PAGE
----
Around the Sabbath Table
I rarely use my passport, yet every Saturday I meet people from around the world.
This week, I met a woman and her mother who are natives of Greece. They speak to each other in Greek when they disagree, and in English for everything else. From a Persian family, I learned how they freed their entire family from Iran by flying into Tehran a suitcase packed with false visas. The week before I chatted with a Moroccan architect who speaks eight languages. But I discovered that the language he shares best with his son is chess.
I live in southern California, but these people are right here -- around my Sabbath table. As Sabbath-observant Jews, we sit for most of the afternoon at a festive table, filled with food and drink. We use the fancy cloth napkins. We are not bothered by the hum of the dishwasher, and I do not need to remind my son to lower the radio. I have the time to truly meet someone, and understand what makes them . I find out what they are passionate about, whether a garden, a political movement, or a leader. I discover they miss someone who used to be close to them, or the difficult journeys their parents took a generation ago. They laugh and describe when they took the wrong flight and ended up in Hawaii.
Sabbath has taught me to take the time to listen, and this has helped me in every relationship I have.
By meal's end, I feel a fondness for them, because we have shared bread and wine. Perhaps I've told them a story I've only shared with a few people. Sabbath is the only day that I can truly enjoy a person, without the daily pulls of work, routines and noise. I rarely take the time for long conversations during the week, or to ask someone: Where were you born, how did you meet your wife? At the most, it's a quick, how-are-you, I have to pick up the kids, run to work. I once heard, "I divorced him because he stopped listening."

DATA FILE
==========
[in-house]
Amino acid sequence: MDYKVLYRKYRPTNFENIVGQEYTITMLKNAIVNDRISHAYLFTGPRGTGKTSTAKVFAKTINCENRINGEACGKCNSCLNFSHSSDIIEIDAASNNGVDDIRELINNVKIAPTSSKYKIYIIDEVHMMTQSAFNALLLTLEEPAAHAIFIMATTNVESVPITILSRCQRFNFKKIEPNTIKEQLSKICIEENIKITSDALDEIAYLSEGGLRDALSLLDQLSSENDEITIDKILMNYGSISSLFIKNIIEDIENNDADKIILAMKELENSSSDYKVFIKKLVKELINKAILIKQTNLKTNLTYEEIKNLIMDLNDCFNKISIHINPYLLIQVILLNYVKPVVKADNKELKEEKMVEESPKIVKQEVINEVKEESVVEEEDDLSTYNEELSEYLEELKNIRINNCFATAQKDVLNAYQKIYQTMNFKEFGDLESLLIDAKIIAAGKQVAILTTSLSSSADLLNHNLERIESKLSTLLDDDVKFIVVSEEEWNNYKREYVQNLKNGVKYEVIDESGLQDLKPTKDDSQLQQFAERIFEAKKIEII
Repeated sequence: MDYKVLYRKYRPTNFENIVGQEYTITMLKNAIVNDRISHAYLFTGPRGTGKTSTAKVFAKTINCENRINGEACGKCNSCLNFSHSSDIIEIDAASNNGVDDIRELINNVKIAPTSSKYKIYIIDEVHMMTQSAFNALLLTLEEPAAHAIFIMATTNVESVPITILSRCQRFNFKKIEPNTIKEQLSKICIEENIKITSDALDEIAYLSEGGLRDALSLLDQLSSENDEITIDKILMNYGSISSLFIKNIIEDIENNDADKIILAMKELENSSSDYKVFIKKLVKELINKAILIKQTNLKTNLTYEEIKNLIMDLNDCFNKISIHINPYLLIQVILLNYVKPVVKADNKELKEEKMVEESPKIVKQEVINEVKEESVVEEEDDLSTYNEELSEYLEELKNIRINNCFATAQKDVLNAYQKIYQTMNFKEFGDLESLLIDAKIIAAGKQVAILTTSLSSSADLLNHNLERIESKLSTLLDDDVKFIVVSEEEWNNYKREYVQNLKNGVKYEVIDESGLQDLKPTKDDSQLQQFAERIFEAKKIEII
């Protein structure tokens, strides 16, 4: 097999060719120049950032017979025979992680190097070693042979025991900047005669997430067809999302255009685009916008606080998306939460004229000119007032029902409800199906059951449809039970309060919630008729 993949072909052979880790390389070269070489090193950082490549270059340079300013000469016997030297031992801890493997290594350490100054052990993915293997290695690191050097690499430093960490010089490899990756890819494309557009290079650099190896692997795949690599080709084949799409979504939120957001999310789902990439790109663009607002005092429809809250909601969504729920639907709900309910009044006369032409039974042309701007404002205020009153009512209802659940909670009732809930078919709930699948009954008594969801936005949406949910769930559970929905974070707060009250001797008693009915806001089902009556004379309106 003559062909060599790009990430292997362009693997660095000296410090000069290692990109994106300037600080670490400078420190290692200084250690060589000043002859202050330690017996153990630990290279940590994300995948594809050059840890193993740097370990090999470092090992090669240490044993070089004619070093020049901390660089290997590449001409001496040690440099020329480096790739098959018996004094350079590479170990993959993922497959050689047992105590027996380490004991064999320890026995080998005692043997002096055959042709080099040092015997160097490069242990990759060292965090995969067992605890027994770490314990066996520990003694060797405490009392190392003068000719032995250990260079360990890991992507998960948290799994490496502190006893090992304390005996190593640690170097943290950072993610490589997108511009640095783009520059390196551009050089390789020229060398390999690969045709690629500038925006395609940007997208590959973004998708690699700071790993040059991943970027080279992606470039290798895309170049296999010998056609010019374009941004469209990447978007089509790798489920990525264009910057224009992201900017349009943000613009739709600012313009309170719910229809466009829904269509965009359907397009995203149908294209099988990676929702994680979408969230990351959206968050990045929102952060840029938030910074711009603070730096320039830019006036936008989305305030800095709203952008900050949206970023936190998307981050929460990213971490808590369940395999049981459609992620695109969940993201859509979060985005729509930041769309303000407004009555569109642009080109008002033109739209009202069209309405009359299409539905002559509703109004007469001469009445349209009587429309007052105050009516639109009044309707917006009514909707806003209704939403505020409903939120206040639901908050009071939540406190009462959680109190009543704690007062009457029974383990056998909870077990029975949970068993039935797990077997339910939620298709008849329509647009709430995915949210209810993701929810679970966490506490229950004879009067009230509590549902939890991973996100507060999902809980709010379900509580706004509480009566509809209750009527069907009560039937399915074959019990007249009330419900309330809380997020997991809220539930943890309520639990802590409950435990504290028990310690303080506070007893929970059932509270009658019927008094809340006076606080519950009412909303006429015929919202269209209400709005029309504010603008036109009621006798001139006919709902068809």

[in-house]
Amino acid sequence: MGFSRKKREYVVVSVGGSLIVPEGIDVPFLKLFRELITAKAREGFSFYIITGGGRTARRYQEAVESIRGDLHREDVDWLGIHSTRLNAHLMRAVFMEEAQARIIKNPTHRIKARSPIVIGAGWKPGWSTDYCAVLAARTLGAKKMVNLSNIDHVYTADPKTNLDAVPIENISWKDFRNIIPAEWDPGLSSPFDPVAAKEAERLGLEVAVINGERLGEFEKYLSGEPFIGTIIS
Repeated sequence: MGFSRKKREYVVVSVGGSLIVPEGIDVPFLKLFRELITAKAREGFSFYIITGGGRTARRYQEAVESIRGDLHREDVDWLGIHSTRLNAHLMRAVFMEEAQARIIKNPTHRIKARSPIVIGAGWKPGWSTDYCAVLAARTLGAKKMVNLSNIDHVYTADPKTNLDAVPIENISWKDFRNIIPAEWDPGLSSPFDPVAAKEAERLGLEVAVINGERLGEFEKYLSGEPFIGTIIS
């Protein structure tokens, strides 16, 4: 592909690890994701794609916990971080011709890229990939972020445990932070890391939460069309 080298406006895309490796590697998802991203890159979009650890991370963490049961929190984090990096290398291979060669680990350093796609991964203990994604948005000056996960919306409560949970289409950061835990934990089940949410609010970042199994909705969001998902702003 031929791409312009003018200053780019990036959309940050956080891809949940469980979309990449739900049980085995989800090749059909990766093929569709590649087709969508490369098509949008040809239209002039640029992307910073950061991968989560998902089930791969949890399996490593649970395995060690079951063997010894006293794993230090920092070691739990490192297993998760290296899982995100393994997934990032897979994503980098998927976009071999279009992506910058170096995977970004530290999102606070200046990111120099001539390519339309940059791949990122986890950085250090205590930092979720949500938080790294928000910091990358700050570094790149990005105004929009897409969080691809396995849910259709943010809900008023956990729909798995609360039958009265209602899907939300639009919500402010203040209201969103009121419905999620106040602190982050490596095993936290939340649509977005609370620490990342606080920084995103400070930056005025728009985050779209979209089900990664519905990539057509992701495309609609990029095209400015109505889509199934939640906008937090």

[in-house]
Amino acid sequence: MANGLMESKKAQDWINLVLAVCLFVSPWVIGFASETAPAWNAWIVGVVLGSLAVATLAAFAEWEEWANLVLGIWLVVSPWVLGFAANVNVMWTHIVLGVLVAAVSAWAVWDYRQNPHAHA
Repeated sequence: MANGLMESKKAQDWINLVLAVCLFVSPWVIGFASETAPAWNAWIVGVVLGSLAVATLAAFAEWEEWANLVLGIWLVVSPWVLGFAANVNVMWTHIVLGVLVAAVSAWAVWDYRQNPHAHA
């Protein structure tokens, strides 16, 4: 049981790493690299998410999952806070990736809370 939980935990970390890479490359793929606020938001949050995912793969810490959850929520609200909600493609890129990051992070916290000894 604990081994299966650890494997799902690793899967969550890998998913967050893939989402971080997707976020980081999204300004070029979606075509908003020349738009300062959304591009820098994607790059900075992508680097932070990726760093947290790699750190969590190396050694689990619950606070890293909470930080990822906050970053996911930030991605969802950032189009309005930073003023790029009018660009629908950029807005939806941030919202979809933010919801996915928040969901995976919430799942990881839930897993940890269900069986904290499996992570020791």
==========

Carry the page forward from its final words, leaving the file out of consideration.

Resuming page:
We are eager to share of ourselves when someone is listening. And when you are ready to listen to someone's story, they have so much to say. Sabbath has taught me to take the time to listen, and this has helped me in every relationship I have: with my husband, my child and my friends. Perhaps this is what Sabbath is also about: loving your fellow Jew, and by extension, all of humanity. I commiserate when I hear it took ten years for the couple to have children. I laugh when a woman describes standing on the wrong corner for a blind date, and nearly going home with someone else. People's quirks intrigue me, and I wonder how mine appear to them. I listen carefully to how softly they speak to their children, and wonder if I can change the way I speak. Their tales become part of my Sabbath memories.
Hearing their stories inevitably makes me care about strangers. Suddenly, I find humanity fascinating. I remember their stories, and wonder what tales the woman with her small child in front of me has to share. My heart opens to hope, compassion, and generosity. I wonder if I should go to that protest downtown, and stop fearing becoming involved. During the week, I allow that stranger to go before me in line, and remember to thank the cashier. After all, I may find them at my Sabbath table next week, and they will have a fantastic story.